An Open Letter to the Canadian Judiciary

An Open Letter to the Canadian Judiciary: a First Step towards a Dialogue between Reasonable People?

Original Source:

One of the projects we have been working on at NSRLP for this month’s Action Step focus – Judges and SRLs – is an “Open Letter”, written by a group of self-represented litigants, addressed to the Canadian Judiciary.

The “Open Letter” – which is reproduced below – is the result of discussions and debate between myself and a group of ten SRLs whom I approached earlier this summer and asked “If you had their ear, what would you say to the Canadian judiciary to help them to better understand and relate to SRLs?”

The result is a pointed, concrete, insightful and pithy set of insights aimed at increasing the awareness and understanding of judges who deal on a daily basis with people without counsel in their courtrooms.

The Open Letter sets out some important misconceptions that need to be challenged – beginning with, we are not here because we thought this would be fun. In fact, self-representation is extremely stressful and difficult – for most, a final recourse not a preferred choice – and made harder still by a pervasive sense that SRLs are often not listened to or taken seriously by the judges before whom they must appear.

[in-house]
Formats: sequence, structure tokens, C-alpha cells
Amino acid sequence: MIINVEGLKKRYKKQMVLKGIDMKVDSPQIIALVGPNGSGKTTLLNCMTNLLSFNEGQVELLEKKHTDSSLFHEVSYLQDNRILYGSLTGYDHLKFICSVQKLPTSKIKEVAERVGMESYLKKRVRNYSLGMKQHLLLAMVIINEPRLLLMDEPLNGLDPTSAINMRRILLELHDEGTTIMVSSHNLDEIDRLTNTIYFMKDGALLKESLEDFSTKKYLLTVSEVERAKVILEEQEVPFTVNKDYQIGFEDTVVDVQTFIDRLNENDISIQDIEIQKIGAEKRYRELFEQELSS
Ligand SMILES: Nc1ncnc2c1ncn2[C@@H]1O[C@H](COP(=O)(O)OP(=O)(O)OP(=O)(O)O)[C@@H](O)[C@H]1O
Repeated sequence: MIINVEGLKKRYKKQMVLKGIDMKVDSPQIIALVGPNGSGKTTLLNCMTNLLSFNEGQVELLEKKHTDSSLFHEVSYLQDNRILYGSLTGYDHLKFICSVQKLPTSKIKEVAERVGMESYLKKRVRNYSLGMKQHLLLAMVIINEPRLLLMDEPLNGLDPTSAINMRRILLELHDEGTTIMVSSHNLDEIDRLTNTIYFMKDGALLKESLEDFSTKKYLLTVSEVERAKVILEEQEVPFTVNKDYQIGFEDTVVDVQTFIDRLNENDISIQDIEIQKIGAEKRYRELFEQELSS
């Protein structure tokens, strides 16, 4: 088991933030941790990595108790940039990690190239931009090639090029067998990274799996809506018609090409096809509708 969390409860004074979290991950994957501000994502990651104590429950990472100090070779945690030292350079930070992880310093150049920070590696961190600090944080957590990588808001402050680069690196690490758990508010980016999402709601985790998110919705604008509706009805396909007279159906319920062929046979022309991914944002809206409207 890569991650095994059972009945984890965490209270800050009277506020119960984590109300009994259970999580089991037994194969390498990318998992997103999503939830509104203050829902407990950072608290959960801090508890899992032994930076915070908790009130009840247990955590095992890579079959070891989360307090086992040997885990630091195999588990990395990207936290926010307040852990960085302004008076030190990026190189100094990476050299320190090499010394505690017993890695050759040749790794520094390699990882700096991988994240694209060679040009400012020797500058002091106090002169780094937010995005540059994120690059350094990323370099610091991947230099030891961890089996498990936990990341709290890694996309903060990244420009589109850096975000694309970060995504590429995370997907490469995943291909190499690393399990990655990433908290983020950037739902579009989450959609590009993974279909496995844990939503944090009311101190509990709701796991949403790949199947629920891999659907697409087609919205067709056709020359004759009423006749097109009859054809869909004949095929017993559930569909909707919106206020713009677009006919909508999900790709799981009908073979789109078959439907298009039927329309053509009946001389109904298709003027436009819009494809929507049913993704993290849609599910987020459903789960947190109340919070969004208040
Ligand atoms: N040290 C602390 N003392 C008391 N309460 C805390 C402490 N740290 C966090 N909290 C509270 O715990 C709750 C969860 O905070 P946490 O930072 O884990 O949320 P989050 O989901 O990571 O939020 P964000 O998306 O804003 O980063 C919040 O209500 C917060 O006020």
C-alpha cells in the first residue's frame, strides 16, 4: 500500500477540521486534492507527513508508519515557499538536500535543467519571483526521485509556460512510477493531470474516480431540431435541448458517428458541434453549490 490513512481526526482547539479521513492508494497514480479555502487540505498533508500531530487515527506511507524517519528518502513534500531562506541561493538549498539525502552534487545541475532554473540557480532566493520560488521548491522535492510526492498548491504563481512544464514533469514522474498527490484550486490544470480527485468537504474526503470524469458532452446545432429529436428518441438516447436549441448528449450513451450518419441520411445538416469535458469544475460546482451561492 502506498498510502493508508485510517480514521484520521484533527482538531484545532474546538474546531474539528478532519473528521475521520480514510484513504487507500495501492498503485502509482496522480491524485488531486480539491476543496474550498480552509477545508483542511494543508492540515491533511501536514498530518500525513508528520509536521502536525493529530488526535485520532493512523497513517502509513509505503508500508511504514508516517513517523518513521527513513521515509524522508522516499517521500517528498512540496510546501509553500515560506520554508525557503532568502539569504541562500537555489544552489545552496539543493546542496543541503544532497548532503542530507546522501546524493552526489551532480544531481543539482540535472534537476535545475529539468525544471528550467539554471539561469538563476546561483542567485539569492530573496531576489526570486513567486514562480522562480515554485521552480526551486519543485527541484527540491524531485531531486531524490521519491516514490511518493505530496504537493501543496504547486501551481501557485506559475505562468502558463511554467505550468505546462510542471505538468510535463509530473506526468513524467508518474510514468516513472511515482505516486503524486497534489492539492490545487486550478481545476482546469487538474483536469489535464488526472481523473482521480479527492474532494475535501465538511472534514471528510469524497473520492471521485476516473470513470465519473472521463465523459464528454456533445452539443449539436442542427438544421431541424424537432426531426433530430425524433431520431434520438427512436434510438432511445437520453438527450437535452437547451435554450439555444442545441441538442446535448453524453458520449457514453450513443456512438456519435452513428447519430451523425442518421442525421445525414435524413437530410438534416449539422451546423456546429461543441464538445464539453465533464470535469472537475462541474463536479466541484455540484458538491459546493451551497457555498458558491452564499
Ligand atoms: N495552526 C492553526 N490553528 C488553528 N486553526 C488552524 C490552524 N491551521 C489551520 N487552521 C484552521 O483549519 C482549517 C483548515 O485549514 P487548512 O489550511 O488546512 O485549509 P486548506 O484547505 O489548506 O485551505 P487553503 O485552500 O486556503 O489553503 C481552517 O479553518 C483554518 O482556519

Building on our proposal for a “meeting point” between “reasonable people” ( we hope that the Open Letter can be a first step in a dialogue between judges – who are trying to adjust to the biggest change in their job description in the last 150 years – and SRLs – who consistently complain of poor and unfair treatment in the courtroom.

Surely, we are asking, we can all do better than this?

Later this month we are hoping to publish the results of a second project, in which NSRLP is facilitating discussions among a small working group of judges from across Canada. These judges are concerned about how they can effectively respond to the SRL phenomenon, and are sharing their practice – new and evolving – to integrate SRLs into their courtrooms and enable access to justice for the unrepresented.

We invite you to add a comment to the NSRLP blog to get the conversation started.



We are a cross-section of individuals who have represented themselves in court over the past several years. We have different stories to tell – some of us have been family SRLs and others have been civil litigants – but our experiences are very similar in many critical respects.